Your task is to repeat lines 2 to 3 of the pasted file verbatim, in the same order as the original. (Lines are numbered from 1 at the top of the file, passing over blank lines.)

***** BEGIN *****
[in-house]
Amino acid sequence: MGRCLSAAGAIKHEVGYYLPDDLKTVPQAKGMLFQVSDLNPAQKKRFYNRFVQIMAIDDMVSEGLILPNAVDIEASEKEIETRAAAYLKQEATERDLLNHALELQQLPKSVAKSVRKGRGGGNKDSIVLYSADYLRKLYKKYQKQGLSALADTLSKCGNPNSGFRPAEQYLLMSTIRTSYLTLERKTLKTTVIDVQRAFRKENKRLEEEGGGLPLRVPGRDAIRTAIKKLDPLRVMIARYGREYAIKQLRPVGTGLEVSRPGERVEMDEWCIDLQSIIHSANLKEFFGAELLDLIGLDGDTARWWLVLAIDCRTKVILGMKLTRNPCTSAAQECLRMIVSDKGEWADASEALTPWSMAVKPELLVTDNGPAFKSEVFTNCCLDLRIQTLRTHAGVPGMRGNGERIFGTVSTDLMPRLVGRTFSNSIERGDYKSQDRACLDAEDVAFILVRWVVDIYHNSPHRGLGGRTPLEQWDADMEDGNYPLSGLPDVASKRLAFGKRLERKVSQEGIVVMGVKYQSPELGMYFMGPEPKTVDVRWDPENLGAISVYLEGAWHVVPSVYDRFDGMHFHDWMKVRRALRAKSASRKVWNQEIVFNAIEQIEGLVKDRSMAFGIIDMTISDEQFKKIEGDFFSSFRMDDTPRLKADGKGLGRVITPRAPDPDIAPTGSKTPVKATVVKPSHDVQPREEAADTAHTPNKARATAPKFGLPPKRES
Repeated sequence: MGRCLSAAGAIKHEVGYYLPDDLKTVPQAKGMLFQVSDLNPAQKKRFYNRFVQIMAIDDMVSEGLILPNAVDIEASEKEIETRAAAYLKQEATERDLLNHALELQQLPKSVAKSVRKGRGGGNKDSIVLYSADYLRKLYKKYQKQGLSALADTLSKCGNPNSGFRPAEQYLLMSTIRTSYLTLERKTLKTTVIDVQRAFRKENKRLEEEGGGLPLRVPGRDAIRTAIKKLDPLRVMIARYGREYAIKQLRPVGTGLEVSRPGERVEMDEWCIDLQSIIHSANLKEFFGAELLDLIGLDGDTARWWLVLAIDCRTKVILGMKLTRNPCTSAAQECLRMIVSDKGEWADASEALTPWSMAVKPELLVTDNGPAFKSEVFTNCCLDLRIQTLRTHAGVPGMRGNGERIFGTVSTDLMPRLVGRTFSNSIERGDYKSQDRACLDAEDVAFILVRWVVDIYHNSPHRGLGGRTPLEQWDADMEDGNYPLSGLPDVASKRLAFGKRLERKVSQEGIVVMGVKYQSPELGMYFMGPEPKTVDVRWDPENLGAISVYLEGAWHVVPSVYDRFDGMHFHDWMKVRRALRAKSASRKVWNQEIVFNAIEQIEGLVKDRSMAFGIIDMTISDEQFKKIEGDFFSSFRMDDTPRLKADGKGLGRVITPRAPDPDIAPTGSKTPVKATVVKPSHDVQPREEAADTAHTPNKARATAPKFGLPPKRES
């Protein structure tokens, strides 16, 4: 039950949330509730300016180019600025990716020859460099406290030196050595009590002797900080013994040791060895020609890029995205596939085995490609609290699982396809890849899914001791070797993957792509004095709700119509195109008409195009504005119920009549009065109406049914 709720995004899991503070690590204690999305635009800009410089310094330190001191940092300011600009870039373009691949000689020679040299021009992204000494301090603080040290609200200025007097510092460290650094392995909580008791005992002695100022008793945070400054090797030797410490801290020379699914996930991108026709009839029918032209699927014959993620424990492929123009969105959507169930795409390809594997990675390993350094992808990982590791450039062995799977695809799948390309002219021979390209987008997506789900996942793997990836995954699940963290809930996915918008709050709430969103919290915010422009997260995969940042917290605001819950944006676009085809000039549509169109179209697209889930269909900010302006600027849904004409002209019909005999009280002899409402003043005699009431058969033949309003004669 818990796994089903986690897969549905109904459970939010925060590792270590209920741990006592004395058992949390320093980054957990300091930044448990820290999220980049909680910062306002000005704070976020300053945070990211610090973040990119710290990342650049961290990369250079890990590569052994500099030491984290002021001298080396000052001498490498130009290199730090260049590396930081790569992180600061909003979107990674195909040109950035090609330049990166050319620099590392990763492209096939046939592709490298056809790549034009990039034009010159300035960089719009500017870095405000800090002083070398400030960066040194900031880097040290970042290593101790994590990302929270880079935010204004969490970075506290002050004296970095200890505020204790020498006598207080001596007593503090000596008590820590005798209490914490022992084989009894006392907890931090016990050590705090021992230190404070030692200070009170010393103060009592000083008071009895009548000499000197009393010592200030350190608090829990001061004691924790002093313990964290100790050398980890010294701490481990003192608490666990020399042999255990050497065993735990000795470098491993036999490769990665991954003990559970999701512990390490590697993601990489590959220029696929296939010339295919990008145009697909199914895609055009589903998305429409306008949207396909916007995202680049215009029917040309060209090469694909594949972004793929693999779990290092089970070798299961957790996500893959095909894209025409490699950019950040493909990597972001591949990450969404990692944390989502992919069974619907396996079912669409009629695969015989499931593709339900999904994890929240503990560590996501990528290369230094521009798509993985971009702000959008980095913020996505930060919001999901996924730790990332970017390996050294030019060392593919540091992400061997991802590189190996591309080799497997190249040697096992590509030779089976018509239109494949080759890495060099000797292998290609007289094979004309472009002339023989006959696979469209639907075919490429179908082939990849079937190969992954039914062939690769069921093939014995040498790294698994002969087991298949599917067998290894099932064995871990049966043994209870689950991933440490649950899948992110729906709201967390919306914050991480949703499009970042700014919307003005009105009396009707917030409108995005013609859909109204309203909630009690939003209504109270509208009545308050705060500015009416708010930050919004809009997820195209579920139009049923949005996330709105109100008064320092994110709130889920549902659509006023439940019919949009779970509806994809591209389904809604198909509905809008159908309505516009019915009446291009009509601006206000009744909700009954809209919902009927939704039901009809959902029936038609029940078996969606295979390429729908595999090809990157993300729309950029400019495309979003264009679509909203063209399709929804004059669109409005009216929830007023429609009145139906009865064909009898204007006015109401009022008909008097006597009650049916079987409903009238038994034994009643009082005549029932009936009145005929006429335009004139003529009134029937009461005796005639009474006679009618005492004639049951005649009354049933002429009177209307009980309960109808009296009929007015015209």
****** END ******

Amino acid sequence: MGRCLSAAGAIKHEVGYYLPDDLKTVPQAKGMLFQVSDLNPAQKKRFYNRFVQIMAIDDMVSEGLILPNAVDIEASEKEIETRAAAYLKQEATERDLLNHALELQQLPKSVAKSVRKGRGGGNKDSIVLYSADYLRKLYKKYQKQGLSALADTLSKCGNPNSGFRPAEQYLLMSTIRTSYLTLERKTLKTTVIDVQRAFRKENKRLEEEGGGLPLRVPGRDAIRTAIKKLDPLRVMIARYGREYAIKQLRPVGTGLEVSRPGERVEMDEWCIDLQSIIHSANLKEFFGAELLDLIGLDGDTARWWLVLAIDCRTKVILGMKLTRNPCTSAAQECLRMIVSDKGEWADASEALTPWSMAVKPELLVTDNGPAFKSEVFTNCCLDLRIQTLRTHAGVPGMRGNGERIFGTVSTDLMPRLVGRTFSNSIERGDYKSQDRACLDAEDVAFILVRWVVDIYHNSPHRGLGGRTPLEQWDADMEDGNYPLSGLPDVASKRLAFGKRLERKVSQEGIVVMGVKYQSPELGMYFMGPEPKTVDVRWDPENLGAISVYLEGAWHVVPSVYDRFDGMHFHDWMKVRRALRAKSASRKVWNQEIVFNAIEQIEGLVKDRSMAFGIIDMTISDEQFKKIEGDFFSSFRMDDTPRLKADGKGLGRVITPRAPDPDIAPTGSKTPVKATVVKPSHDVQPREEAADTAHTPNKARATAPKFGLPPKRES
Repeated sequence: MGRCLSAAGAIKHEVGYYLPDDLKTVPQAKGMLFQVSDLNPAQKKRFYNRFVQIMAIDDMVSEGLILPNAVDIEASEKEIETRAAAYLKQEATERDLLNHALELQQLPKSVAKSVRKGRGGGNKDSIVLYSADYLRKLYKKYQKQGLSALADTLSKCGNPNSGFRPAEQYLLMSTIRTSYLTLERKTLKTTVIDVQRAFRKENKRLEEEGGGLPLRVPGRDAIRTAIKKLDPLRVMIARYGREYAIKQLRPVGTGLEVSRPGERVEMDEWCIDLQSIIHSANLKEFFGAELLDLIGLDGDTARWWLVLAIDCRTKVILGMKLTRNPCTSAAQECLRMIVSDKGEWADASEALTPWSMAVKPELLVTDNGPAFKSEVFTNCCLDLRIQTLRTHAGVPGMRGNGERIFGTVSTDLMPRLVGRTFSNSIERGDYKSQDRACLDAEDVAFILVRWVVDIYHNSPHRGLGGRTPLEQWDADMEDGNYPLSGLPDVASKRLAFGKRLERKVSQEGIVVMGVKYQSPELGMYFMGPEPKTVDVRWDPENLGAISVYLEGAWHVVPSVYDRFDGMHFHDWMKVRRALRAKSASRKVWNQEIVFNAIEQIEGLVKDRSMAFGIIDMTISDEQFKKIEGDFFSSFRMDDTPRLKADGKGLGRVITPRAPDPDIAPTGSKTPVKATVVKPSHDVQPREEAADTAHTPNKARATAPKFGLPPKRES